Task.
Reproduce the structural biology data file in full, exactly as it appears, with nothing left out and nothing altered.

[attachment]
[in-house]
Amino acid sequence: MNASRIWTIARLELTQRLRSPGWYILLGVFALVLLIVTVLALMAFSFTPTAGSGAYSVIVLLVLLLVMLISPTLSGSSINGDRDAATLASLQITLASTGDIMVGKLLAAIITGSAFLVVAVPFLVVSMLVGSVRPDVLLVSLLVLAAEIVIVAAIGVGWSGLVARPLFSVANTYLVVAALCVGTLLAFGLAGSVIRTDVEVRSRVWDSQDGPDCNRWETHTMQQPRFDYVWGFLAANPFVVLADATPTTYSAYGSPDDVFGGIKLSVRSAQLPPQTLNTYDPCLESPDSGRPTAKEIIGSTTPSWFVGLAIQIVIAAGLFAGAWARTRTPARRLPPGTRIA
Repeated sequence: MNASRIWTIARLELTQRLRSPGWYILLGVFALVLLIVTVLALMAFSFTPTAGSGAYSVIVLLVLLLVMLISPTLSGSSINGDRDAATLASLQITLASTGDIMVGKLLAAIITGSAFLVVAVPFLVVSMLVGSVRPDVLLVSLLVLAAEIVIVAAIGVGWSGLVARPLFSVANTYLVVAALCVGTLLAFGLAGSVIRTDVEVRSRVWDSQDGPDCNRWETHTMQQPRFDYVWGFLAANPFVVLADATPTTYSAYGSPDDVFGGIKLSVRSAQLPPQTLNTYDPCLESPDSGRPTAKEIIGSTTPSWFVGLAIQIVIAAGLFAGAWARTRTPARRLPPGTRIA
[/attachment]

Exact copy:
[in-house]
Amino acid sequence: MNASRIWTIARLELTQRLRSPGWYILLGVFALVLLIVTVLALMAFSFTPTAGSGAYSVIVLLVLLLVMLISPTLSGSSINGDRDAATLASLQITLASTGDIMVGKLLAAIITGSAFLVVAVPFLVVSMLVGSVRPDVLLVSLLVLAAEIVIVAAIGVGWSGLVARPLFSVANTYLVVAALCVGTLLAFGLAGSVIRTDVEVRSRVWDSQDGPDCNRWETHTMQQPRFDYVWGFLAANPFVVLADATPTTYSAYGSPDDVFGGIKLSVRSAQLPPQTLNTYDPCLESPDSGRPTAKEIIGSTTPSWFVGLAIQIVIAAGLFAGAWARTRTPARRLPPGTRIA
Repeated sequence: MNASRIWTIARLELTQRLRSPGWYILLGVFALVLLIVTVLALMAFSFTPTAGSGAYSVIVLLVLLLVMLISPTLSGSSINGDRDAATLASLQITLASTGDIMVGKLLAAIITGSAFLVVAVPFLVVSMLVGSVRPDVLLVSLLVLAAEIVIVAAIGVGWSGLVARPLFSVANTYLVVAALCVGTLLAFGLAGSVIRTDVEVRSRVWDSQDGPDCNRWETHTMQQPRFDYVWGFLAANPFVVLADATPTTYSAYGSPDDVFGGIKLSVRSAQLPPQTLNTYDPCLESPDSGRPTAKEIIGSTTPSWFVGLAIQIVIAAGLFAGAWARTRTPARRLPPGTRIA